“My Honduras Amazon, who is 9-years-old, has a vocabulary of at least 100 words. He has taken individual words and made his own sentences. Some of them are quite hilarious.”

“Even though my parrot talked some when we got him, he has achieved a much larger vocabulary and talks on command now.”

Click here to view to read about other member experiences of The Elite Parrots Club

Regards, Nathalie Roberts

Easy Bird Training

Wednesday, August 20th, 2014

Dear Parrot Lover,

When you were a child, you most likely visited the circus at least once and saw the amazing feats of well-trained parrots performing tricks such as playing miniature basketball and riding around on roller-skates.

Now that you are an adult, the idea of having such an amazing pet has led you to purchase or adopt a parrot of your very own. However, more than likely, you may have underestimated the whole ‘training a parrot is easy’ thing.

Indeed, training a parrot to do tricks is just as hard as it is to train a parrot to be well behaved. But you cannot have one without the other. Teaching your parrot proper social cues and behavior first will go a long way in training your parrot to do tricks.

Here is a short and simple list of four of the best parrot training tips:

1. First, the more relaxed and happy a parrot is, the easier it is to train him. So make sure that you leave all your anxiety and stress from work AT work and do not bring it home with you. Parrots are extremely perceptible to the energies of their owners and other people who are around them.

A happy and confident parrot will always remain well behaved and will remember his training cues. However, you will need to first be happy, calm, and confident yourself before you can expect your parrot to be as well. Since parrots easily notice our energies and emotions, make sure you check them at the door before interacting with your parrot on any level. Do be aware that if you are a naturally hyperactive person, you may have a slightly harder time training your parrot.

Do speak in a voice that is soothingly gentle, as this will aid greatly in helping your parrot stay just as calm and attentive to you. You should be just as calm whenever you feel the need to reprimand your parrot. Never raise your voice or yell at your parrot, as he will just believe that you are trying to engage him in an elaborate and exciting new game, and will play along with you by screaming as well.

2. The intelligence and emotions of the larger parrots are equivalent to those of a two to three year old child. Try to remember this whenever you are handling your parrot and never throw things at your parrot or his cage, do not withhold food or water as a form of punishment or training tactic, never smack him on the beak or head as these are considered animal abuse and can lead to serious physical and emotional damage in your parrot.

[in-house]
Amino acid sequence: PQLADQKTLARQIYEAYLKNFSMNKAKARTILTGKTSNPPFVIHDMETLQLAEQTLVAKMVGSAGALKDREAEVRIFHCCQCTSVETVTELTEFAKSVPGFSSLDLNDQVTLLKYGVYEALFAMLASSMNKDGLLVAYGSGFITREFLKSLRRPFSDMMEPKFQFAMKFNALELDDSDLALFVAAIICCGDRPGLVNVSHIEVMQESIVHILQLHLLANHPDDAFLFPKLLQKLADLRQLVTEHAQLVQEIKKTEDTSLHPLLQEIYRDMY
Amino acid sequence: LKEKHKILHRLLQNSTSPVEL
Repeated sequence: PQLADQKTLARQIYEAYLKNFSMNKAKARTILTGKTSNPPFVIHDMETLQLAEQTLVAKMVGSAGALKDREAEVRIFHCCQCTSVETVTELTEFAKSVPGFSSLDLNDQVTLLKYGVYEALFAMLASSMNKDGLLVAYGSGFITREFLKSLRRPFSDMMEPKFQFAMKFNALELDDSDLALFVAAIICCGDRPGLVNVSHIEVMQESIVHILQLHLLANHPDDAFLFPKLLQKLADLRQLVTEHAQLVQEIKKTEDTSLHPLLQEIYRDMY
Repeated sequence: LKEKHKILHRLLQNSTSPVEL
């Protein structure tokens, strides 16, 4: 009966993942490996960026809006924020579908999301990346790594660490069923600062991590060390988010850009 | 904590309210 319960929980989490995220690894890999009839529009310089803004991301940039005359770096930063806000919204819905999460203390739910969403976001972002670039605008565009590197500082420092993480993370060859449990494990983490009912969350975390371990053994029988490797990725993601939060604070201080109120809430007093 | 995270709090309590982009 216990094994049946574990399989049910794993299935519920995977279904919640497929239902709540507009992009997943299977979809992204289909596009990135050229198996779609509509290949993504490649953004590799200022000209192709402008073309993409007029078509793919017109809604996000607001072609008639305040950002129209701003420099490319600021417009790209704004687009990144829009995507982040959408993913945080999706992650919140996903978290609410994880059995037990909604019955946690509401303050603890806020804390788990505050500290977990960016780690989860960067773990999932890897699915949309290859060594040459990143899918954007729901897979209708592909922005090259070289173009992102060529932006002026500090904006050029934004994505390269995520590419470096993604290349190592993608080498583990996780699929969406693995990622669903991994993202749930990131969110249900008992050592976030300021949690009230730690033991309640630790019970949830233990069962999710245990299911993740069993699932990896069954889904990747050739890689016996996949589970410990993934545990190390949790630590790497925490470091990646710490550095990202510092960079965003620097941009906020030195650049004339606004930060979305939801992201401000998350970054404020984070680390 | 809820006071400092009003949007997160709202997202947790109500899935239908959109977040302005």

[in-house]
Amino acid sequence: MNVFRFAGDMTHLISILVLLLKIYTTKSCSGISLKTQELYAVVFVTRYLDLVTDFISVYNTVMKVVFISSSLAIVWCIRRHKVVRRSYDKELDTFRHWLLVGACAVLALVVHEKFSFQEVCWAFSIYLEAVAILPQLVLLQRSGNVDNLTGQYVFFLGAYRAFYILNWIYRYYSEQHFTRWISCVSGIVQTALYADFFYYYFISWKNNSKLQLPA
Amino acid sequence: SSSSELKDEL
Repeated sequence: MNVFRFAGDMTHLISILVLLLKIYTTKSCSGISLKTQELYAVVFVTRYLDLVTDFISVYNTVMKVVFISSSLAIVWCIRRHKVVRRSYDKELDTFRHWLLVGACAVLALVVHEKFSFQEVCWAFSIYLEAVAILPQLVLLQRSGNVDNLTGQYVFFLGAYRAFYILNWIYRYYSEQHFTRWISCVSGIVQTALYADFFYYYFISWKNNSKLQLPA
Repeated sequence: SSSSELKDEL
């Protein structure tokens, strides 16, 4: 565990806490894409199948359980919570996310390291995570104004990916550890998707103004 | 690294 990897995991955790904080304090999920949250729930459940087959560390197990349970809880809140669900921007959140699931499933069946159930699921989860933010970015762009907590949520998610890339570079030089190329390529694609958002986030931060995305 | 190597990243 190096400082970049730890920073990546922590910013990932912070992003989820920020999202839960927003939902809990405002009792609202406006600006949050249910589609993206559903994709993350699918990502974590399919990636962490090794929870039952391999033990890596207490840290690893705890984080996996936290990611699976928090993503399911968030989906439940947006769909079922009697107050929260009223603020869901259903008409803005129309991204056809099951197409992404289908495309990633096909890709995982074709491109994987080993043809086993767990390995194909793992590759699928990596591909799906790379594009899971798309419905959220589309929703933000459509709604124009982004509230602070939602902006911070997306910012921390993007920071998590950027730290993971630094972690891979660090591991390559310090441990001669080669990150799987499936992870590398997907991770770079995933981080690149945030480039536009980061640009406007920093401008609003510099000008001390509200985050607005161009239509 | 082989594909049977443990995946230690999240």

3. Try to take into account that all parrots are extremely fragile and dainty animals and can easily be harmed even when the intention is not actually there. Be sure to take all of the necessary precautions to make sure that your parrot is as a safe as possible in your home. Keep your parrot’s nails filed down so that they do not snag on items or scratch you when training the ‘Step Up’ command. Keep his wings clipped as well so that he cannot fly away when you are trying to train him.

4. The very first command you should attempt to teach your parrot is the ‘Step Up’ command. Start by pushing your finger gently against your parrot’s breast, while saying ‘step up’. This action will cause your parrot to lose balance slight and he will need to step up on to your finger in order to maintain his balance. Continue doing this all the while repeating the ‘step up’ command – effectively creating a ladder with your fingers for your parrot to climb.

This is a wonderful command to practice each day, even after your parrot has mastered this cue.

Training your bird is fun!

Click here to learn more about bird communication

Training birds can be a challenge, but it can also be fun. After all, parrots are exceptionally smart and curious which can be ideal traits for learning. When embarking on any training program with your bird you want to keep some key tips in mind.

First, learn to read your bird. He’s not always going to be in the mood for training, so if you can determine when he seems the brightest and most eager to learn, you’ll have more success. Additionally, learn to pick up on his cues of stress and base your training progress on him. Trying to push him too quickly may cause both frustration and stress and create a bird who doesn’t want to learn.

Click here to learn more about bird communication

Where to start with your bird